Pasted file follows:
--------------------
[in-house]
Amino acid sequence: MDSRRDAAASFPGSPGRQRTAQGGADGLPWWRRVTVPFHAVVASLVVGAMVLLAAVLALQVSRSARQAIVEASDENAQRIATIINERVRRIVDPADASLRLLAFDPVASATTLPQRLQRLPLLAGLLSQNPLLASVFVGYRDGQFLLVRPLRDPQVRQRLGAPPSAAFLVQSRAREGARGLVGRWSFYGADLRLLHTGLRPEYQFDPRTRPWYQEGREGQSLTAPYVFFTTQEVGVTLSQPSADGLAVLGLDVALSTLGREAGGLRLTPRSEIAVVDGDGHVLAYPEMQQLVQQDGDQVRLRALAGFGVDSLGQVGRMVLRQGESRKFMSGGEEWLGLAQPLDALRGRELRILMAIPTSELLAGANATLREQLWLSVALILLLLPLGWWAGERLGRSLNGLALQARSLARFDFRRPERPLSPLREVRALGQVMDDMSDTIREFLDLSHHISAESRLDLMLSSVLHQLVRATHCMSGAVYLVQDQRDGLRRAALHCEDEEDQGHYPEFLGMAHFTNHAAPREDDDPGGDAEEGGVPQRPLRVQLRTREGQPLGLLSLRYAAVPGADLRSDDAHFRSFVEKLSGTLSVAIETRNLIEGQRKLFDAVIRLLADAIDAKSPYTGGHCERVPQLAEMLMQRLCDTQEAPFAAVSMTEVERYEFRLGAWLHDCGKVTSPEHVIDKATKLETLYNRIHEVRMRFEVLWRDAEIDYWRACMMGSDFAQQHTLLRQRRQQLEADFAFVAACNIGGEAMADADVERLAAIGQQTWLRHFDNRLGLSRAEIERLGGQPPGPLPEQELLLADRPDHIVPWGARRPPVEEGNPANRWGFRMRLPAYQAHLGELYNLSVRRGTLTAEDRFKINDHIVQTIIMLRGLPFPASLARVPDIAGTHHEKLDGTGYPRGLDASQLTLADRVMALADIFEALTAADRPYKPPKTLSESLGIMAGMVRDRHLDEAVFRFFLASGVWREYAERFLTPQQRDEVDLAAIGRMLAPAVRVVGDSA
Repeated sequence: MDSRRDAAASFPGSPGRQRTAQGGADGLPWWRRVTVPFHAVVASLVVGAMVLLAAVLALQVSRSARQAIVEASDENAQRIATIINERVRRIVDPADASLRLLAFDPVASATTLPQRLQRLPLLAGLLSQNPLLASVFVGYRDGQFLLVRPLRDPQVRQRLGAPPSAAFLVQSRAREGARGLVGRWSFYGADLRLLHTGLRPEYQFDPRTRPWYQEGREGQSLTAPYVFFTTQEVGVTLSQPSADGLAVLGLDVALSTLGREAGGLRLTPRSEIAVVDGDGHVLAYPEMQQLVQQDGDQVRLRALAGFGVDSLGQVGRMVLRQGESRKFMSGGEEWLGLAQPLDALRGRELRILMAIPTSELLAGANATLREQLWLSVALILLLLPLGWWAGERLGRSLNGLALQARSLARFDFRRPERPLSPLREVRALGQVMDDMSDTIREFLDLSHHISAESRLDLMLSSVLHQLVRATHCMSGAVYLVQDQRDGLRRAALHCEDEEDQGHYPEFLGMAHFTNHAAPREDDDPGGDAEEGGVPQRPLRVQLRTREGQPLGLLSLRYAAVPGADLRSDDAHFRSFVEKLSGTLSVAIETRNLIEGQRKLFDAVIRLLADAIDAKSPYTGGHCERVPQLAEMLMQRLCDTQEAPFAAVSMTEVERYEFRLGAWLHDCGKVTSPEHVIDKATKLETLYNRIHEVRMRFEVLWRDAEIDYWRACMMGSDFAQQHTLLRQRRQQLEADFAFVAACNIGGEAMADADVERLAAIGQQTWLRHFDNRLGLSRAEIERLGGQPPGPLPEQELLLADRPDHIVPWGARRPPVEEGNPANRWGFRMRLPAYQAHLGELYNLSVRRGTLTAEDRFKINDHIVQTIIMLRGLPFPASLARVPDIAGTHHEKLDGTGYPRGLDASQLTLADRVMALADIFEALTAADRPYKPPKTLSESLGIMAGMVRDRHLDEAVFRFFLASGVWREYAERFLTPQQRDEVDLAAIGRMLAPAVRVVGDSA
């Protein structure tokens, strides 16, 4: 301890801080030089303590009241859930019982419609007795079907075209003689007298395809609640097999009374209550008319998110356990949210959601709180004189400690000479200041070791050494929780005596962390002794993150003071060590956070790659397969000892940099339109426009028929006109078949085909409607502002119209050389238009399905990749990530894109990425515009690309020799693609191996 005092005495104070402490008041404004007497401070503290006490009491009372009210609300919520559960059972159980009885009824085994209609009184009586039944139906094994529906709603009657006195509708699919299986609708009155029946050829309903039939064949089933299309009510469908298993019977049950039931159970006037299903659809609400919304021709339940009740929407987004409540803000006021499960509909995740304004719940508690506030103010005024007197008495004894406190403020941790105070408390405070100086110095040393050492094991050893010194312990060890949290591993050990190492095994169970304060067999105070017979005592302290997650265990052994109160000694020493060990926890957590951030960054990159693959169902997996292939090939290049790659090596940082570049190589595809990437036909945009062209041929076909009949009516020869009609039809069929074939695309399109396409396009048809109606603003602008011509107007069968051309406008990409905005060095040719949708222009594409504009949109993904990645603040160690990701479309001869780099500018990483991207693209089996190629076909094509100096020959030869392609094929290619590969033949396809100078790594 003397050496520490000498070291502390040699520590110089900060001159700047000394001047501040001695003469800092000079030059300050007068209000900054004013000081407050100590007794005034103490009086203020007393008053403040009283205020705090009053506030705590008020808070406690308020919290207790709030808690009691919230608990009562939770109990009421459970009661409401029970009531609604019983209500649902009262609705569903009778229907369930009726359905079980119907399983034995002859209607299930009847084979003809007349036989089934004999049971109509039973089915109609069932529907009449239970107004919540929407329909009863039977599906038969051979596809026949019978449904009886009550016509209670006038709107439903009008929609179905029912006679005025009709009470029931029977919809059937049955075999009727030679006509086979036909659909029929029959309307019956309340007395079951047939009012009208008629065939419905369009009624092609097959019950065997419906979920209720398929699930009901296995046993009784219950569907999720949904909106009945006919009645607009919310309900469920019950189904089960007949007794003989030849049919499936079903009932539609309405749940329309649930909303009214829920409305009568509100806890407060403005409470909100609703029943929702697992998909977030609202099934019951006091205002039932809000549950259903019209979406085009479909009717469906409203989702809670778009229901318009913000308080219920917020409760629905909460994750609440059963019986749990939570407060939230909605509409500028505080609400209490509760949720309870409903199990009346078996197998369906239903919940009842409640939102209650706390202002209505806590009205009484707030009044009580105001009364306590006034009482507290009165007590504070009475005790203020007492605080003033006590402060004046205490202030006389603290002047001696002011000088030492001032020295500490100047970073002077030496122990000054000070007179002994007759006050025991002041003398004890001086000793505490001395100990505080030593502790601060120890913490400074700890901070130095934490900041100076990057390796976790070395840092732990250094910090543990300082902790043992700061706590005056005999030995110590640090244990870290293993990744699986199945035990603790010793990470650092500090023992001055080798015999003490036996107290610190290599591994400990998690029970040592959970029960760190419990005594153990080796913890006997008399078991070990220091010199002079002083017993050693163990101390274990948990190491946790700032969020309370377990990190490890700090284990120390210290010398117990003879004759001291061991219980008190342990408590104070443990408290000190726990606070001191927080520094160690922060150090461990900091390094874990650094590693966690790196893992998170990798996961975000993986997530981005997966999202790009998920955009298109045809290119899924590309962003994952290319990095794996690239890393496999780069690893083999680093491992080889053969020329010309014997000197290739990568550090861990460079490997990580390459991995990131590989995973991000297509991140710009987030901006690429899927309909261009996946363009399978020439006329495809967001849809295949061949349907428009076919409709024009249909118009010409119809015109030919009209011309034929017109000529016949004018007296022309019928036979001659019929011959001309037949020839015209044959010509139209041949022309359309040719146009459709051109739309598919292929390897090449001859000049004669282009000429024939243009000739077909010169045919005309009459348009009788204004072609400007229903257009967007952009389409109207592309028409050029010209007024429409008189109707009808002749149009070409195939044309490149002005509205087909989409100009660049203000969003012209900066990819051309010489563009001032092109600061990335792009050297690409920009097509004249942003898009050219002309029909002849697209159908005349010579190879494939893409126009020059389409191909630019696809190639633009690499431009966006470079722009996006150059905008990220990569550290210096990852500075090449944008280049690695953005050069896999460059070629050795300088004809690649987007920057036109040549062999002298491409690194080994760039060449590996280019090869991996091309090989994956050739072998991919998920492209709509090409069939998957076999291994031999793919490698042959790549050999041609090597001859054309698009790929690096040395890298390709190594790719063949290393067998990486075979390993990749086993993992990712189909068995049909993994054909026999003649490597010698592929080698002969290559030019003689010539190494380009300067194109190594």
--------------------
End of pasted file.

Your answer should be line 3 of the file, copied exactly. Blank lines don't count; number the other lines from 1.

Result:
Repeated sequence: MDSRRDAAASFPGSPGRQRTAQGGADGLPWWRRVTVPFHAVVASLVVGAMVLLAAVLALQVSRSARQAIVEASDENAQRIATIINERVRRIVDPADASLRLLAFDPVASATTLPQRLQRLPLLAGLLSQNPLLASVFVGYRDGQFLLVRPLRDPQVRQRLGAPPSAAFLVQSRAREGARGLVGRWSFYGADLRLLHTGLRPEYQFDPRTRPWYQEGREGQSLTAPYVFFTTQEVGVTLSQPSADGLAVLGLDVALSTLGREAGGLRLTPRSEIAVVDGDGHVLAYPEMQQLVQQDGDQVRLRALAGFGVDSLGQVGRMVLRQGESRKFMSGGEEWLGLAQPLDALRGRELRILMAIPTSELLAGANATLREQLWLSVALILLLLPLGWWAGERLGRSLNGLALQARSLARFDFRRPERPLSPLREVRALGQVMDDMSDTIREFLDLSHHISAESRLDLMLSSVLHQLVRATHCMSGAVYLVQDQRDGLRRAALHCEDEEDQGHYPEFLGMAHFTNHAAPREDDDPGGDAEEGGVPQRPLRVQLRTREGQPLGLLSLRYAAVPGADLRSDDAHFRSFVEKLSGTLSVAIETRNLIEGQRKLFDAVIRLLADAIDAKSPYTGGHCERVPQLAEMLMQRLCDTQEAPFAAVSMTEVERYEFRLGAWLHDCGKVTSPEHVIDKATKLETLYNRIHEVRMRFEVLWRDAEIDYWRACMMGSDFAQQHTLLRQRRQQLEADFAFVAACNIGGEAMADADVERLAAIGQQTWLRHFDNRLGLSRAEIERLGGQPPGPLPEQELLLADRPDHIVPWGARRPPVEEGNPANRWGFRMRLPAYQAHLGELYNLSVRRGTLTAEDRFKINDHIVQTIIMLRGLPFPASLARVPDIAGTHHEKLDGTGYPRGLDASQLTLADRVMALADIFEALTAADRPYKPPKTLSESLGIMAGMVRDRHLDEAVFRFFLASGVWREYAERFLTPQQRDEVDLAAIGRMLAPAVRVVGDSA